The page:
In America we have short memories. We have forgotten that, from the first days of our republic until the beginning of the 20th century, we enjoyed excellent relations with Russia. Yet no two systems could have been more different than an ancient autocracy and a young republican democracy. Russia was not branded as congenitally "aggressive" or "expansionist." On the contrary, friendship between the land of the tsars and our young republic abounded; the United States considered Russia one of its firmest supporters in the international community.
John Quincy Adams was our first ambassador to Russia. Boston maintained close trading links with Russia and a fleet of American ships regularly sailed from a place still called "Russia Wharf." Friendly relationships peaked in the 1860s and 70s during the reign of Emperor Alexander II. Known as the "Tsar Liberator," he instituted many social, economic and political reforms in addition to his crowning achievement, the liberation of the serfs, in 1861 - an object of respect and even veneration in the U.S. In 1860, Alexander II wrote admiringly of the United States as "presenting a spectacle of a prosperity without example in the annals of history" and corresponded with President Abraham Lincoln. And in 1863, when Alexander sent Russian ships to New York and San Francisco to support the Union, Lincoln referred to these visits in his Thanksgiving Proclamation as "God's bounty of so extraordinary a nature that they cannot fail to penetrate the heart." During these decades, Russian interest in the United States greatly increased. Russians read the works of our famous authors, soaked up American adventure novels and learned names of our states, cities and rivers. When in 1871 Alexander sent his third son, Grand Duke Alexis, on a goodwill visit to the United States, America exploded with enthusiasm. Not to mention our purchase of Alaska at a bargain price in 1867.
These years of good feeling and cooperation came to an abrupt end with the Bolshevik Revolution (with a brief hiatus during World War II) and an expansionist, hostile Marxist-Leninist ideology that called us the "enemy." The Soviet regime mounted a relentless propaganda assault, attempting to destroy the image of Imperial Russia and falsify history. It is ironic that stereotypes encouraged by the Soviet regime were to find a more permanent life abroad than in Russia itself. The U.S.S.R. often used the visa as a weapon, granting foreign academics permission to work only in archives and on subjects that were approved, creating a class of American "Kremlinologists" who went on to advise our political leaders. In fact, in the United States "Russian" and "Soviet" were used as synonyms, blinding our eyes to their important difference and gradual changes taking place before the regime collapsed.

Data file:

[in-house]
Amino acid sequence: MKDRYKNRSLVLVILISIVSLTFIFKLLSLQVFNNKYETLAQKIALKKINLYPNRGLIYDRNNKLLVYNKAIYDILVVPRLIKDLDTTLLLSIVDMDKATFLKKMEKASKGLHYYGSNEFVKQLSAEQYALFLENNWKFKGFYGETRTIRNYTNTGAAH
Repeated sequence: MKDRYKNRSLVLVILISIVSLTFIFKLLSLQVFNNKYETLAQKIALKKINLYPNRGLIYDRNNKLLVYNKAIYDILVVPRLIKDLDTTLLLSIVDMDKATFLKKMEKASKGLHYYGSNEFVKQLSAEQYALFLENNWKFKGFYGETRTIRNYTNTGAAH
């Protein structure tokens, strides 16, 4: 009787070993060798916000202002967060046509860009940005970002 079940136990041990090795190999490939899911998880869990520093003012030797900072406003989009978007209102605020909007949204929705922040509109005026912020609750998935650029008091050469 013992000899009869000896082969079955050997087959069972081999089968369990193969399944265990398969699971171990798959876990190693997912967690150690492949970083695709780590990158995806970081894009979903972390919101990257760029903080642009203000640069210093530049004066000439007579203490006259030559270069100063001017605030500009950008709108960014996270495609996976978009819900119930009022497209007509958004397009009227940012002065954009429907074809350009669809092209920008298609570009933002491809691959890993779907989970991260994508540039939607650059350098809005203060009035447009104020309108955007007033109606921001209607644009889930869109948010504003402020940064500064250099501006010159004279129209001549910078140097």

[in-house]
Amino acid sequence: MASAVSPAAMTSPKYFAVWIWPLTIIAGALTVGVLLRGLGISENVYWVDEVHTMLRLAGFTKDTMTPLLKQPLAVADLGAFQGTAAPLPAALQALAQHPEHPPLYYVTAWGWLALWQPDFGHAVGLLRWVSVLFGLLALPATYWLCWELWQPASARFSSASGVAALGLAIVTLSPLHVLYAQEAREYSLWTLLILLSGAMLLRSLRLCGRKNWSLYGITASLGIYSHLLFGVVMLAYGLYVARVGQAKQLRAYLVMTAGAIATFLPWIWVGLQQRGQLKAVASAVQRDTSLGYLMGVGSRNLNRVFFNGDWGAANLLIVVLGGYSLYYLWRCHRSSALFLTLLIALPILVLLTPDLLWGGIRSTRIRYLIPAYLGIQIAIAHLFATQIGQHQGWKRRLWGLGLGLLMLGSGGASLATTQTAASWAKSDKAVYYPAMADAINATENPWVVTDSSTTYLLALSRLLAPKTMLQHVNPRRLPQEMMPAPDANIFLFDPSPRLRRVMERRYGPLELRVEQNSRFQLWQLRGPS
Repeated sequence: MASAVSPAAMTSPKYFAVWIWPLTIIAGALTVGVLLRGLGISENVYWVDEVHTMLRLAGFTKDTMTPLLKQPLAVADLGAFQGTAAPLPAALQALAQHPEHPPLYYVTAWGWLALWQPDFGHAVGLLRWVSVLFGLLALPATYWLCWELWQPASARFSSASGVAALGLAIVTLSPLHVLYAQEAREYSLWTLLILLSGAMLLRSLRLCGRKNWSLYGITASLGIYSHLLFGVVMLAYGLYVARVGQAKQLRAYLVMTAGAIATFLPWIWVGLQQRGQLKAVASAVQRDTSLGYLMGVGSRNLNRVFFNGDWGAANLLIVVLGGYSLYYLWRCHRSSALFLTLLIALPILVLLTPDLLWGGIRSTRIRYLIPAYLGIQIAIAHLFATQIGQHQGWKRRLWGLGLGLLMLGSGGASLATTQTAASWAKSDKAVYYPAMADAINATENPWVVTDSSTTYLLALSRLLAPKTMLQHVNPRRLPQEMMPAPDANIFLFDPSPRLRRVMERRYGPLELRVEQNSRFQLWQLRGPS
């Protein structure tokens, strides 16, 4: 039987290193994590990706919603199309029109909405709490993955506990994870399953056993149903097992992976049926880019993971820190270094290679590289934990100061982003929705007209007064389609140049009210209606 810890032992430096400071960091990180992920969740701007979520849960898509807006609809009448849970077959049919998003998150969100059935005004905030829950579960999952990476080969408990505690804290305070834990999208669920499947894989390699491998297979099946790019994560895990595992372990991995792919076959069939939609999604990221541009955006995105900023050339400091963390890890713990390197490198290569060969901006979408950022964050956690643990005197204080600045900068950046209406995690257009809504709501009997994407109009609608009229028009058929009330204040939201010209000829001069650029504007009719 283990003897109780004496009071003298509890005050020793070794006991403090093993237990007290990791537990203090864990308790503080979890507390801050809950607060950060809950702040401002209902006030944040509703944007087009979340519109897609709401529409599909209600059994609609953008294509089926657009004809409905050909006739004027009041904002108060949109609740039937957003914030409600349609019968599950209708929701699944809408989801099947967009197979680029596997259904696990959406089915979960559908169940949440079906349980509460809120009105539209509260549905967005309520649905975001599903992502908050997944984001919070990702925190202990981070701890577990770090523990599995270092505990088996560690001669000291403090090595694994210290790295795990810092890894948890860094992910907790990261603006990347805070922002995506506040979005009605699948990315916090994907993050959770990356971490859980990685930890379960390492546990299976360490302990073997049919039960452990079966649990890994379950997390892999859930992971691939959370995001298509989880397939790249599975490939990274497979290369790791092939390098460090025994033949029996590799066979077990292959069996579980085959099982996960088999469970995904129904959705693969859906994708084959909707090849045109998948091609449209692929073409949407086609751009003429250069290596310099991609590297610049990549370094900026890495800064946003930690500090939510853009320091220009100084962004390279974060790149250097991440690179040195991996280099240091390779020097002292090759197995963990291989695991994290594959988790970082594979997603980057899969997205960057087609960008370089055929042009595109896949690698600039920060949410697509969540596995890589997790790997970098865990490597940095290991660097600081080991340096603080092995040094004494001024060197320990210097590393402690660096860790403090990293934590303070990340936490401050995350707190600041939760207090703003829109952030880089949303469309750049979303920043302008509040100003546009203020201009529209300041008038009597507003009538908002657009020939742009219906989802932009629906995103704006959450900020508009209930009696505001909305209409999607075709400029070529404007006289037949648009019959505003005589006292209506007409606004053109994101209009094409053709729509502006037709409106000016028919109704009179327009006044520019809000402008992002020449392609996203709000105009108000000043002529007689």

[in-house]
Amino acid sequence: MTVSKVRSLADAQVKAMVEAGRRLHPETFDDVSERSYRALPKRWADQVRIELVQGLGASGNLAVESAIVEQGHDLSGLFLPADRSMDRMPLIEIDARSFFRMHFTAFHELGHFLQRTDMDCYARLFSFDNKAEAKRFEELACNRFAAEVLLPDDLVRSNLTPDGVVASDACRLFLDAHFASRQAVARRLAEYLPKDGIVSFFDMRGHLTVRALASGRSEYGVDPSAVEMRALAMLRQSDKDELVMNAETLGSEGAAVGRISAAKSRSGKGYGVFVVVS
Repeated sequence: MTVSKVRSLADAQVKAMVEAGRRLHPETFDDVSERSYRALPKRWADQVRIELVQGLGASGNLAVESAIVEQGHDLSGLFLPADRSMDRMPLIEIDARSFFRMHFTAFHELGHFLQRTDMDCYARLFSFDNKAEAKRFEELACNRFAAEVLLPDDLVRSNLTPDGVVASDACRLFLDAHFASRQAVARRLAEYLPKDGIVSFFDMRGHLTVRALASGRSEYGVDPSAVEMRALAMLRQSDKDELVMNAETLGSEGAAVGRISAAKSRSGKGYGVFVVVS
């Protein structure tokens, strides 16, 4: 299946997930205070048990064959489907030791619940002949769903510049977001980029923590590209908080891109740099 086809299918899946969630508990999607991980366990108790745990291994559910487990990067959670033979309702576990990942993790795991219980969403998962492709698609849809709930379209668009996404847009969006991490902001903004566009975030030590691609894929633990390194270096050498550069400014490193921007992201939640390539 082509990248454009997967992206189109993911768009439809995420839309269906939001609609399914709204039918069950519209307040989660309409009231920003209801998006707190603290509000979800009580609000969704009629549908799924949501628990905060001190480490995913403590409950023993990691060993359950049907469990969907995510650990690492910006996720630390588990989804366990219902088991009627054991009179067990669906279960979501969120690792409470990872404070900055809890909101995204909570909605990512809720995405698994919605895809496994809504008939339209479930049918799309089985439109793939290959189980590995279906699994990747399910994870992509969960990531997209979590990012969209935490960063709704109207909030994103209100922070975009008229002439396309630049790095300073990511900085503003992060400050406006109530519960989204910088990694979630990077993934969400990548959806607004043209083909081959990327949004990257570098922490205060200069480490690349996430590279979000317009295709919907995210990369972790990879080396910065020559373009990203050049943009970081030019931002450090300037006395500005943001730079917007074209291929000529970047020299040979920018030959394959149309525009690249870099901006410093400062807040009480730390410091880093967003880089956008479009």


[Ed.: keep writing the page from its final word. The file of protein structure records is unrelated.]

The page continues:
The militant ideology that called us enemy is gone, yet we are still mouthing Cold War "truths" which distort the way we understand Russians. Russia is today undergoing wrenching change, coping with physical, psychological, ecological and economic problems. The outcome is still Transunknown, yet careers in Washington are often made by stressing "vigilance", "prudence," and "hawkishness" - not by going out on a limb to express the need for new policy.
Instead of relying on old saws, we need to work with a new and changing Russia to develop a mutually beneficial relationship, one that sees a gradual strengthening of forces friendly to the United States and the world. We need patience and some self-criticism. We need to re-examine our prejudices, better understand the complex forces and problems at work in modern Russia and bring a far more nuanced approach to Russian national aspirations and concerns - not dismissing all of them as extremist and retrograde. Perhaps most of all, we must get over our often provincial ignorance of some of the most basic facts of Russian history.
A Hindu proverb says: "When two bulls fight, the grass gets crushed." We are both exhausted from fighting and, while we were occupied with this expensive struggle, other adversaries grew stronger. President Reagan's favorite Russian proverb was TRUST BUT VERIFY. The first word is trust. Without that there is nothing to verify. Considering the problems coming at both countries from the rest of the world, we must no longer depend on outdated stereotypes to dictate our thinking.
Suzanne Massie is an author and historian.
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